Date: Sun, 3 Mar 2002 15:00:52 -0500 (EST)
From: Fred Hapgood <firstname.lastname@example.org>
Subject: NSG/ Meeting Announcement
Meeting notice: The 02.March.05 meeting will be held at 7:30 p.m. at the Royal
East (782 Main St., Cambridge), a block down from the corner of Main St.
and Mass Ave. If you're new and can't recognize us, ask the manager. He'll
probably know where we are. More details below.
These are great meetings. Really friendly crowd of a mix of ages and disciplines and interests.
It seems clearer and clearer that molecular electronics, or
"moltronics," is going to be the first big hit for NT. "A year
ago," says Charles Lieber, Harvard chemistry professor, "I wasn't
sure that the achievement of a complex integrated nanosystem was
possible. Now I think it is a distinct possibility in the near
future." For more see www.eetimes.com/at/news/OEG20020215S0063,
(According to their website, (www.smalltimes.com/index.cfm)
Small Times is the only business magazine to focus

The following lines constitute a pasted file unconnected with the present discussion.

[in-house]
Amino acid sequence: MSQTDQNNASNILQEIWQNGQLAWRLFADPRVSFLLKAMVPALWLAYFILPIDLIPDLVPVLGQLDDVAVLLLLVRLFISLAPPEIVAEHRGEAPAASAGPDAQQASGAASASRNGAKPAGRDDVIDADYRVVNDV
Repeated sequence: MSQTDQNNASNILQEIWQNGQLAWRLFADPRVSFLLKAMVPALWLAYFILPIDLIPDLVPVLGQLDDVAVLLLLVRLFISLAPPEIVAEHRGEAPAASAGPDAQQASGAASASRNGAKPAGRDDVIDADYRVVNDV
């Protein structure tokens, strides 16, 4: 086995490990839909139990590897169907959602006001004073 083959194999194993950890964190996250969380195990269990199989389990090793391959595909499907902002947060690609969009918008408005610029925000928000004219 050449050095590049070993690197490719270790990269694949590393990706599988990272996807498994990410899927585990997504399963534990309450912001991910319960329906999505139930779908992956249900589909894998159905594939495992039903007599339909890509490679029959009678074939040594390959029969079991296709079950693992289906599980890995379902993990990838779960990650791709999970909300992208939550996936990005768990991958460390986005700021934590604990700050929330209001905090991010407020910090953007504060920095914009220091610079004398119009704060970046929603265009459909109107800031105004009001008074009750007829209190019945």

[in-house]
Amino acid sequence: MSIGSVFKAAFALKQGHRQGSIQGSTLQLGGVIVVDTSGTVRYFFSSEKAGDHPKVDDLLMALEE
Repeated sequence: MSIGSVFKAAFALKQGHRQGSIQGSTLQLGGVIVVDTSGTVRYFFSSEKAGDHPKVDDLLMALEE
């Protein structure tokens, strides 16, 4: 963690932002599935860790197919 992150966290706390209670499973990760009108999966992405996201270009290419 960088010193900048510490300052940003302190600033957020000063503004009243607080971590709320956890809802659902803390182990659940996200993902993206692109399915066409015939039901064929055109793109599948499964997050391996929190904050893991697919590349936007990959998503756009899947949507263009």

exclusively on microsystems and nanotechnologies and their
applications in the automotive, avionics, computer, military,
medical and optical fields.)
This raises the question: is it good or bad for the rest of the
NT enterprise for moletronics to be the society's introduction to
the technology? Are the applications that come out of molecular
electronics going to be reassuringly boring or scary? At first
glance moletronics is good for NT because the products it
envisages -- thin, flexible, displays; ubiquitous computing;
device networking down to a very fine grain -- are hard to get
upset about. On the other hand, you don't have to think for
long to see how moletronics might be involved with sweeping
privacy depredations and security violations. How you do balance
the two groups of possibilities?
Ask me how to join this list for biweekly ideas. I really enjoyed the couple of meetings I could go to (Cambridge, MA)